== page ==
Yes, 2006 is winding down, so that means pretty much everyone who writes about movies is making lists of their best and worst movies of the year. I like to make lists too but it's often difficult to because I simply don't have enough time to see every movie that comes out. So, I'm sure I miss some really great and some really terrible movies. Consequently, I don't always feel fully qualified to make these types of lists.
Even so, I can go on record with several movies I did like this year and will do so for your reading pleasure. Even though this year was pretty dismal for Hollywood movies there were still a few that made the cut. Fortunately, those outside the mainstream of Hollywood continued to do good work this year and were able to fill in some of the holes in my list left by the major studios.
Not that every film out of the Hollywood machine was total crap -- not at all. It just seems like more often than not, Hollywood doesn't give audiences anything new or particularly innovative but instead, gives audiences the same thing wrapped in shiny new packaging. More explosions, louder music, more CGI and sequel after sequel have become the norm rather than the exception. But as this article is not really about the sad state of affairs in current Hollywood, I will stop my rant before it goes too far.
Instead, getting back to the real purpose of this article, I present my picks of the top ten movies of the year -- with one caveat. This list is made up of movies I've actually seen so I'm sure one or two great films have slipped through the cracks and don't appear here. Still, try to enjoy the list anyway and happy new year. Oh, one more thing -- the list isn't in any particular order either. Ok, that's it. Enjoy. p>
1. The Departed -- Directed by Martin Scorsese -- The master is back with a vengeance and all is better in the world -- at least the world of film. Scorsese plus gangsters plus great performances by Leonardo DiCaprio, Jack Nicholson and Mark Wahlberg make this one of my favorites of the year. Sure, its a little violent but its a movie that keeps you on the edge of your seat until the very end. The final twist surprised even me, the somewhat jaded, but very experienced, viewer, so if you haven't seen this movie, see it.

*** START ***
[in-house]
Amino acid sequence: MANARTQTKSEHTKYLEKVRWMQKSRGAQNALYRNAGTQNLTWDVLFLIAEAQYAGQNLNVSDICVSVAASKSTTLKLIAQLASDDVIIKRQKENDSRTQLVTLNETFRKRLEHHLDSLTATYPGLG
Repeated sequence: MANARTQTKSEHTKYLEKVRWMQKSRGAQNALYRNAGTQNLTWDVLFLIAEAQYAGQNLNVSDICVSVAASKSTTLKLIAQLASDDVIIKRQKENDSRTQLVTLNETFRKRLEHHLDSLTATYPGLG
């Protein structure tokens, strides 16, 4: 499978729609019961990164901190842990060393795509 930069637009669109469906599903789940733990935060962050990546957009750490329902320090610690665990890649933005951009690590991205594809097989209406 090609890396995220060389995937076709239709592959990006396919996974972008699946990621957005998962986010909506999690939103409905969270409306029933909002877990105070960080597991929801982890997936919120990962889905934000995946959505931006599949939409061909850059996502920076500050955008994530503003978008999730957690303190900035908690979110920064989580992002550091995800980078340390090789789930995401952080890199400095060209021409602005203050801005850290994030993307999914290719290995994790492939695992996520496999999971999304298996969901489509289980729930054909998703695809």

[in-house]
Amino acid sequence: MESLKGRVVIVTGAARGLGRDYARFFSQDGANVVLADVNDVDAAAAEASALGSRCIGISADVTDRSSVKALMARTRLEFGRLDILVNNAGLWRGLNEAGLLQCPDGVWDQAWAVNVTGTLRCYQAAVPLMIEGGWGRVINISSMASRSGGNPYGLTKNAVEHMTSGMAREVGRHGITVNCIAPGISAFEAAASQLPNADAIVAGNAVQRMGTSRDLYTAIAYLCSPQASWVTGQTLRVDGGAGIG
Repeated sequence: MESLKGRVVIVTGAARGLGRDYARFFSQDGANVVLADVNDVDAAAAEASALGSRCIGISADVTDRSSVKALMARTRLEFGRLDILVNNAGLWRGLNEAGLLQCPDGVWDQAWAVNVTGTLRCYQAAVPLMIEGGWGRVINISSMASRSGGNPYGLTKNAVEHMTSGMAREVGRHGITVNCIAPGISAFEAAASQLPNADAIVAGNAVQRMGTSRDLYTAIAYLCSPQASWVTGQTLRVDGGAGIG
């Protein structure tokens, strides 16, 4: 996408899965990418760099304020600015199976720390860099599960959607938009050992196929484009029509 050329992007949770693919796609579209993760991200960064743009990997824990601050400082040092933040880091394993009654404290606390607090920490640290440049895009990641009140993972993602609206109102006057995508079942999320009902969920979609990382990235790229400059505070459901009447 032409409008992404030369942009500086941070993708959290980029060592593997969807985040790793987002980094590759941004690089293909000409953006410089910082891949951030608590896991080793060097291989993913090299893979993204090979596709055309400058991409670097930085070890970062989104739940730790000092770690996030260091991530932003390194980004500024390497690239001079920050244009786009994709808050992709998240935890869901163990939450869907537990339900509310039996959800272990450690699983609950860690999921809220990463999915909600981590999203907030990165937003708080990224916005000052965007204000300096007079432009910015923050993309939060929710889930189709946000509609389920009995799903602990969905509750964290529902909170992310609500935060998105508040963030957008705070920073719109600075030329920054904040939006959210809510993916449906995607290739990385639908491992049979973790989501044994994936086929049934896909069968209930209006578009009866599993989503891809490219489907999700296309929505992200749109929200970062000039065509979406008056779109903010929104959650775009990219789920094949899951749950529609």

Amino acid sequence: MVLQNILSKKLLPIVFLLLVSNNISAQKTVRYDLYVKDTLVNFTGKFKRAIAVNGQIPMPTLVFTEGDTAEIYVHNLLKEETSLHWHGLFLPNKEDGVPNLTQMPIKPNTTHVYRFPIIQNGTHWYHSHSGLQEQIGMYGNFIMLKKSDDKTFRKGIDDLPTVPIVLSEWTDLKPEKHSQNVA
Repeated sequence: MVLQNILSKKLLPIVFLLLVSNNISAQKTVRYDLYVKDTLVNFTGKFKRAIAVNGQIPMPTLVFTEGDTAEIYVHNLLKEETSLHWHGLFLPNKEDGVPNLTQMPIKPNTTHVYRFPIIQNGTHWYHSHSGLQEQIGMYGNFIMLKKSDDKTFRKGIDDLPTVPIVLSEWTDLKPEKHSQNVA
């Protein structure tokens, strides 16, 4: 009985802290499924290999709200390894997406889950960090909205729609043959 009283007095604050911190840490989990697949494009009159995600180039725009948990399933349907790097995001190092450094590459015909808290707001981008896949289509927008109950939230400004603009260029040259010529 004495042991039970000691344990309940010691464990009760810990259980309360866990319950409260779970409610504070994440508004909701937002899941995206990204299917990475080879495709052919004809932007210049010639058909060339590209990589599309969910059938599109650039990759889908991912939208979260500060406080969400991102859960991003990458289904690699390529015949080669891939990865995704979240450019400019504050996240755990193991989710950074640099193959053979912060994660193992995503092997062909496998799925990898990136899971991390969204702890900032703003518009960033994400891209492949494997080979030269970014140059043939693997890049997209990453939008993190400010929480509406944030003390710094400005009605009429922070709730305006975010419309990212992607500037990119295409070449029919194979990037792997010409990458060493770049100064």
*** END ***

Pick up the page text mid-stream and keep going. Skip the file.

2. Little Miss Sunshine -- Directed by Jonathan Dayton and Valerie Faris. Sure, its probably in a lot of people's top movie lists but that doesn't make it less of a film. When I went into this film I didn't know exactly what to expect -- and that was the best way to go into it. From beginning to end this movie entertained with its charm, wit and quirks. It could have gone too far and became a sappy mess but fortunately, in the capable hands of its first-time feature directors, it didn't. Instead, it's a fun treat of dysfunctional lunacy and a great way to spend your time. Plus, any movie with Steve Carell is alright by me. He's just so good.
3. Children of Men -- Directed by Alfonso Cuarón. This dystopian vision of a future where the population is infertile and procreation is the ultimate power is a terrific and powerful film. It's so refreshing to go to the movies and be completely enthralled. This film is exactly what a movie should be -- well-made, smart and something that makes you think. Excellent writing and direction combined with performances by the always-terrific Julianne Moore, the equally compelling Clive Owen and the soon-to-be-a-major-star Chiwetel Ejiofor make this, Cuarón's somewhat twisted sci-fi masterpiece, one to watch -- especially come Oscar time.
4. The Queen -- Directed by Stephen Frears. I'll go out on a limb and say that Frears is one of the best directors working today. This is another movie where I went in not knowing exactly what to expect and was subsequently thrilled and impressed. Sure, the subject matter may be off-putting or uninteresting to some but to me, that didn't matter as much as the rock-solid work done in the film by Helen Mirren. She's simply fantastic. Plus, brilliant writing by Peter Morgan, the light but sure hand of Frears and the work of Michael Sheen as Tony Blair, all make this film one of the best of the year.